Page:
Jennifer McIlvaine saves on cleanup by using a whole clove of garlic stuck on the end of a fork to brush olive oil on the un-toasted bread. The uncut garlic doesn't impart much flavor, but it does keep her from having to use a messy brush.
Heat charcoal or gas grill to hot (you can hold your hand 1 to 2 inches above grill only 2 to 3 seconds), or set a rack 4 inches from a broiler on high. Lightly brush both sides of bread slices with olive oil. Toast, turning as necessary, until both sides are crisp and browned, 3 to 4 minutes.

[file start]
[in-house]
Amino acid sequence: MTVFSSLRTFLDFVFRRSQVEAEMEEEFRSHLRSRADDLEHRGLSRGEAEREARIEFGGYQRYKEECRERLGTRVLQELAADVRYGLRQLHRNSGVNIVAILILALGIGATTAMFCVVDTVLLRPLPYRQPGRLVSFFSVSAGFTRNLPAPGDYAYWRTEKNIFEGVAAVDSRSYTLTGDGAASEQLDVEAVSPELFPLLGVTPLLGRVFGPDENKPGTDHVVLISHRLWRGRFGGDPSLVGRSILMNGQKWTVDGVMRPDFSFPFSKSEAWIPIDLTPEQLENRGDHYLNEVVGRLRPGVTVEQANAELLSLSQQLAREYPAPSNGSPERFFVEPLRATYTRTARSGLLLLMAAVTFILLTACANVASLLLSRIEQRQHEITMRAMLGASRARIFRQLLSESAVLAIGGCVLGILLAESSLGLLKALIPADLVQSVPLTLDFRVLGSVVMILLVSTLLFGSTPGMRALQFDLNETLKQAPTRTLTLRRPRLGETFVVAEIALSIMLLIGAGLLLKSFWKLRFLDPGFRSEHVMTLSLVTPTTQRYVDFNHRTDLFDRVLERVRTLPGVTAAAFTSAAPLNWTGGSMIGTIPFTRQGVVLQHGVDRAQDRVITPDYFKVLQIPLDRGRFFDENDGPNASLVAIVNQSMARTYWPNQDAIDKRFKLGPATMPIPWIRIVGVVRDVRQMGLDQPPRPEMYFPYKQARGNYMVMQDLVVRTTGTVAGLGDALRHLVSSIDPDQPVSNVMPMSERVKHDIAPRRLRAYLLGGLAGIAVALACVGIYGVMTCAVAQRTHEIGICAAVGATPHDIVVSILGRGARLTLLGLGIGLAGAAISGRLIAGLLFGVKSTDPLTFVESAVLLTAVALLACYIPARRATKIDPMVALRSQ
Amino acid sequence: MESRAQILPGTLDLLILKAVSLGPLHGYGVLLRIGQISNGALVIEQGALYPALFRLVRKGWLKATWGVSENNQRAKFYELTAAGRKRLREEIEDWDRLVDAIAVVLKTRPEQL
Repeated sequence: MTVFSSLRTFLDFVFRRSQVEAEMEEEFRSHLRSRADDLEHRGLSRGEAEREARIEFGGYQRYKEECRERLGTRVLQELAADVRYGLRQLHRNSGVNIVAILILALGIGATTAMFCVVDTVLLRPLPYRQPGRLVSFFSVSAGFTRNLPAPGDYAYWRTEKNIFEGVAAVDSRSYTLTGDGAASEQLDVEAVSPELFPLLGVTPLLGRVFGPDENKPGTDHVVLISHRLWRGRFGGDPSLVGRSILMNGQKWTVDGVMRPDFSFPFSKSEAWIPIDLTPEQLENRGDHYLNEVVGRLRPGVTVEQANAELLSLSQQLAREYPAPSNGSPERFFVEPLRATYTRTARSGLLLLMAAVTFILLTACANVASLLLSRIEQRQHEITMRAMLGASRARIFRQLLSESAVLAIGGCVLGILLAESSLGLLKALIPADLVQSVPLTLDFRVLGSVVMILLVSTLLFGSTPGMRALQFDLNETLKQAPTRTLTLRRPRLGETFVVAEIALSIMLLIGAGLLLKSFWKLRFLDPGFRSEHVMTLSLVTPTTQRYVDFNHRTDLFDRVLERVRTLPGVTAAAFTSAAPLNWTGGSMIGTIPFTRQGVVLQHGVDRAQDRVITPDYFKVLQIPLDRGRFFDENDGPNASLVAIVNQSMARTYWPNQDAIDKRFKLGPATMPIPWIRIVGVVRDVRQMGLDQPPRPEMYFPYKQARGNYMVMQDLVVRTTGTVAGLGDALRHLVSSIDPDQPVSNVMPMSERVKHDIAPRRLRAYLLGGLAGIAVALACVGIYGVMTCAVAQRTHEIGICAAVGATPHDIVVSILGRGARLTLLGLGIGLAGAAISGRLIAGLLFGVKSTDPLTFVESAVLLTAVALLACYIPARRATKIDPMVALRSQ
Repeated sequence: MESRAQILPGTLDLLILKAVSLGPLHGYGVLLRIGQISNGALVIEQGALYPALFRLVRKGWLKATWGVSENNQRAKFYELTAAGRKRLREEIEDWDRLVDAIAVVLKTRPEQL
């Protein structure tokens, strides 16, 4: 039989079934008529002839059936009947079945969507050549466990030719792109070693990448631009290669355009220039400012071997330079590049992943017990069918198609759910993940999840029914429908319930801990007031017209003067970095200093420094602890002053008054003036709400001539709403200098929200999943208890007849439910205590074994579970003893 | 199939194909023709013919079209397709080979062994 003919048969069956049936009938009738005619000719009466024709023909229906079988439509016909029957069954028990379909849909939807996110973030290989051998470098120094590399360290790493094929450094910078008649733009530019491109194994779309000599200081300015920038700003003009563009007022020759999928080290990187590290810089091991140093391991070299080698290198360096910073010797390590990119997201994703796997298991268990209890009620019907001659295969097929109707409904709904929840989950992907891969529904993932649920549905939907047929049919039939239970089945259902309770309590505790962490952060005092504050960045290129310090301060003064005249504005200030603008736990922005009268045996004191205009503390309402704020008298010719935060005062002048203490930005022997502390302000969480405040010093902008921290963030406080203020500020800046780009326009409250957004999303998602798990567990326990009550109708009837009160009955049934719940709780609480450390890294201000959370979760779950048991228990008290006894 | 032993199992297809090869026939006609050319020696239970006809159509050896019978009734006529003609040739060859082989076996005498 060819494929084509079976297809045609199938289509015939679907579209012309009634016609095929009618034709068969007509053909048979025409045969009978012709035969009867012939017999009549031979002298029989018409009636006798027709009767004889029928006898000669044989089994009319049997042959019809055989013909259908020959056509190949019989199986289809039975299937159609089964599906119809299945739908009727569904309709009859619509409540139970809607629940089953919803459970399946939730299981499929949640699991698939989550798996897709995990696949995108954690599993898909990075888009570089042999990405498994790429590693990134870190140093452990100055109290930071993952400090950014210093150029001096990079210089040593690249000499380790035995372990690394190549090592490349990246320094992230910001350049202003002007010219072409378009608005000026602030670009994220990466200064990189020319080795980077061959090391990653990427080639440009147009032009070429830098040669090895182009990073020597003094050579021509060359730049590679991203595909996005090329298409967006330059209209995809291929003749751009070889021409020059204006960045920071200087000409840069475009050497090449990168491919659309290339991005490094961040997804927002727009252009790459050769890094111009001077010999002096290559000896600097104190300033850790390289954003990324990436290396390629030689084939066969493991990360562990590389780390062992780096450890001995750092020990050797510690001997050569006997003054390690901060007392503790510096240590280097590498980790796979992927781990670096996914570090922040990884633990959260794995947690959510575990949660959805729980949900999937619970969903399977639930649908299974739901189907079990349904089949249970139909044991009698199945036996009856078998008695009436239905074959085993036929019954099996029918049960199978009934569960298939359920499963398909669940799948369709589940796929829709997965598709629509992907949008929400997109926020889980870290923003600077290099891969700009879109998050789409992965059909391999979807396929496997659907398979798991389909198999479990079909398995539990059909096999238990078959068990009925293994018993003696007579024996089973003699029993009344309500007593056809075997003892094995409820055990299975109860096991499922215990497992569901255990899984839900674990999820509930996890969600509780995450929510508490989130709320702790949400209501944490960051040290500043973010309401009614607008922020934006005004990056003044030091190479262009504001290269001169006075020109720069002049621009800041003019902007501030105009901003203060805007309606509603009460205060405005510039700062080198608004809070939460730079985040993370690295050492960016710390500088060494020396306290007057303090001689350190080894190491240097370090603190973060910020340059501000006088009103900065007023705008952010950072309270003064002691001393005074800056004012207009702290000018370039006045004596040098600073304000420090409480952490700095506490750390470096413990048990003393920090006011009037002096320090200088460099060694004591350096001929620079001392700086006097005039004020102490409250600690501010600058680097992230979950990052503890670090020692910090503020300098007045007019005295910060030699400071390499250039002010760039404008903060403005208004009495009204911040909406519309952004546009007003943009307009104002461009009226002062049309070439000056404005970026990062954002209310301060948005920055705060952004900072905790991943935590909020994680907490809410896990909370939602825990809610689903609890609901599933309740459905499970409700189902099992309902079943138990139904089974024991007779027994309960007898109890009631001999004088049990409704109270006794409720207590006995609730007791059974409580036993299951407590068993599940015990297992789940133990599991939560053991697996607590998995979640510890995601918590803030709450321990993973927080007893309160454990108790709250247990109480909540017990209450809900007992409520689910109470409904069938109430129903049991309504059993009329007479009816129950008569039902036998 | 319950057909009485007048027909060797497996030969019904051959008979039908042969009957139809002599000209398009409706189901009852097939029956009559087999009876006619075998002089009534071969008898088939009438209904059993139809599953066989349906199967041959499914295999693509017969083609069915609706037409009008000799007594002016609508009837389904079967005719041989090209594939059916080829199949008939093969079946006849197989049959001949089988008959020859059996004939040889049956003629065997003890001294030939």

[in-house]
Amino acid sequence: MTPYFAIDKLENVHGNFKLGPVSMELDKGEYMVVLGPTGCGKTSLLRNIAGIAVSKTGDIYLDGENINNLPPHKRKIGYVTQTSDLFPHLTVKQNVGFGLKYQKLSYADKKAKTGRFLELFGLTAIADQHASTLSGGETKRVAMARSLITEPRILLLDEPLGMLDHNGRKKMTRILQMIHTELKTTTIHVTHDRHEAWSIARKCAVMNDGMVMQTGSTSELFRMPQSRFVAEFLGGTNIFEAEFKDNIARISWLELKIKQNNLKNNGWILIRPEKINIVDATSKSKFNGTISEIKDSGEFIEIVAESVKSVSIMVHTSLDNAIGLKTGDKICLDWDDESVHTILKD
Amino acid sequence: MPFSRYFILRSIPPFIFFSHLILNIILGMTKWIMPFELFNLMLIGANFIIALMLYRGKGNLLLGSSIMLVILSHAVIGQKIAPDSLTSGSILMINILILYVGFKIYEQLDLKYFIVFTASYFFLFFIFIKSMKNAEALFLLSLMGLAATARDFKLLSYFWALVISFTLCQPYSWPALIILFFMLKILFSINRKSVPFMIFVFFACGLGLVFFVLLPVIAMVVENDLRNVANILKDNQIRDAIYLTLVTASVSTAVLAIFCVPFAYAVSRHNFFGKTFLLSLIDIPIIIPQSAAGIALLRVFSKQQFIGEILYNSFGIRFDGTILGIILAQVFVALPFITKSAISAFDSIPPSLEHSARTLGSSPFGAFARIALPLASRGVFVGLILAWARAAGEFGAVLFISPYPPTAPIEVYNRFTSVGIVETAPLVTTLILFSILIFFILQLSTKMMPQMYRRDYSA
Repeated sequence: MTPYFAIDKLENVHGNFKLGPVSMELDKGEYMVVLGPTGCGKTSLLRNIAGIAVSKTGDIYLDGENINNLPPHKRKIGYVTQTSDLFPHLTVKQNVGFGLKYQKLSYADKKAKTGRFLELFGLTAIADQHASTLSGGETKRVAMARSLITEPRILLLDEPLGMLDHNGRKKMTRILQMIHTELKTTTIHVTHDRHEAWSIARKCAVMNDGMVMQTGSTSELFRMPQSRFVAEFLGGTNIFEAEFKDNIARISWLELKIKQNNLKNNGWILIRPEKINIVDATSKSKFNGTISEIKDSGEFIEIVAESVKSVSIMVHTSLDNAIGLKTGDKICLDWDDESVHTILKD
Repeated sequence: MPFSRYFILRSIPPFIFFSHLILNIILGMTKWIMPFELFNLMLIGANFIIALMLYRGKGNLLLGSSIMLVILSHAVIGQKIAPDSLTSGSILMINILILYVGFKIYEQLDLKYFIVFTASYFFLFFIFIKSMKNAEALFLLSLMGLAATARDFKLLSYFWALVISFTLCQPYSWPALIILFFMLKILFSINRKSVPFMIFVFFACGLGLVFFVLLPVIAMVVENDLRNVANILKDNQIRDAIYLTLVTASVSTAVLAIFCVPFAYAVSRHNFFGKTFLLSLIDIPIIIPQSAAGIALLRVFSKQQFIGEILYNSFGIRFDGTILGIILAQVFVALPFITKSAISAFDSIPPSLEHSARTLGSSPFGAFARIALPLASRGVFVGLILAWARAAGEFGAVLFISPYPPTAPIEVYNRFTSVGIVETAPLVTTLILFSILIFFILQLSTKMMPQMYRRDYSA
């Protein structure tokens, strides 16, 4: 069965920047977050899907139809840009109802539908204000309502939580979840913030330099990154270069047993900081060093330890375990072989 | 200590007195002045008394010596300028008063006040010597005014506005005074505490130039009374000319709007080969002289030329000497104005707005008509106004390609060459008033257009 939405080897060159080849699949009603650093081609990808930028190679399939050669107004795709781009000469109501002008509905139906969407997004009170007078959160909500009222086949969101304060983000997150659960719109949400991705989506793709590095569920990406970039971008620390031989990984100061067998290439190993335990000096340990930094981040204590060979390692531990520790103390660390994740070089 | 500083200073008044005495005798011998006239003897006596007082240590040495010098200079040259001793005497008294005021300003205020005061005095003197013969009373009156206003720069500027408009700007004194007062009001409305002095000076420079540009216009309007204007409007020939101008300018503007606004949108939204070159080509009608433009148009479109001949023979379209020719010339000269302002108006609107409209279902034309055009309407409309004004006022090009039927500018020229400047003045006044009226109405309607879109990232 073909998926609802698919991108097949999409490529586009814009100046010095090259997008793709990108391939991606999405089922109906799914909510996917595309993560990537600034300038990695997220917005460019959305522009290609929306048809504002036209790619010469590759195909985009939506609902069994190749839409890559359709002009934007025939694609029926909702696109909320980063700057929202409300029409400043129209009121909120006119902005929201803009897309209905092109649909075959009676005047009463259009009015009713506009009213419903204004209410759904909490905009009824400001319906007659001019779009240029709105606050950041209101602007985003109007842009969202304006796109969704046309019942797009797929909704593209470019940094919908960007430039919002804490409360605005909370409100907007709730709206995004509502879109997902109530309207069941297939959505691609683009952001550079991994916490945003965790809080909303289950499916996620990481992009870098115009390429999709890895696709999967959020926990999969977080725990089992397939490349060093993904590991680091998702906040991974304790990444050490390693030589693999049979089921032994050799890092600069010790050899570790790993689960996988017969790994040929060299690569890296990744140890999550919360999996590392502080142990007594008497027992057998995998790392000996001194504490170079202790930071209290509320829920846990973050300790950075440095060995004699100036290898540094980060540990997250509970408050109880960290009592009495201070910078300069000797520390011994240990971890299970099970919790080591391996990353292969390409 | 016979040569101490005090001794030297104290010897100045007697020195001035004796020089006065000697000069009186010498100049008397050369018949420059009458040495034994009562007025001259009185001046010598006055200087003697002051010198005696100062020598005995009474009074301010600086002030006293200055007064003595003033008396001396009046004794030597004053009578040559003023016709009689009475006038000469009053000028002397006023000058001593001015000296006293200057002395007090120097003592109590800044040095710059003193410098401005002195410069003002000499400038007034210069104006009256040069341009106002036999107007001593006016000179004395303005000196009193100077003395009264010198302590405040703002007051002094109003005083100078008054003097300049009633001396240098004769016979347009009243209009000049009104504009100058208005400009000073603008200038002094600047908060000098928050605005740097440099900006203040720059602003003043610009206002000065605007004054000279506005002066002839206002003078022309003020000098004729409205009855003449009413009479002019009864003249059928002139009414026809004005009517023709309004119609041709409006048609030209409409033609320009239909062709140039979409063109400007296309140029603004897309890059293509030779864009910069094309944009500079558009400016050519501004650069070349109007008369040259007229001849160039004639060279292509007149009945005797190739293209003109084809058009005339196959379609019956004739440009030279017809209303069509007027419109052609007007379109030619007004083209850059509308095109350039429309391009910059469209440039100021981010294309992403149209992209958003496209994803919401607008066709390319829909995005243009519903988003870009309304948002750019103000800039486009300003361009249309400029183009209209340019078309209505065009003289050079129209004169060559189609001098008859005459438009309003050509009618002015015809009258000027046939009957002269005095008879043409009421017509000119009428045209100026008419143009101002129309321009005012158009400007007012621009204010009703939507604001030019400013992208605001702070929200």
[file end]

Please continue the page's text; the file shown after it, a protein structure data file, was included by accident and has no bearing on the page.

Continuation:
Remove bread from the grill or oven and rub each slice with the cut side of a halved garlic clove. Sprinkle with sea salt. Eat plain or add topping.
Note: Nutritional analysis is per bruschetta.
Choose a good-quality bread without too many large holes that would let the topping drip through. McIlvaine uses sliced hominy bread, but we found that a bâtard or pane pugliese also worked well.
Bruschettina, Ballard, Columbia City, and Edmonds, WA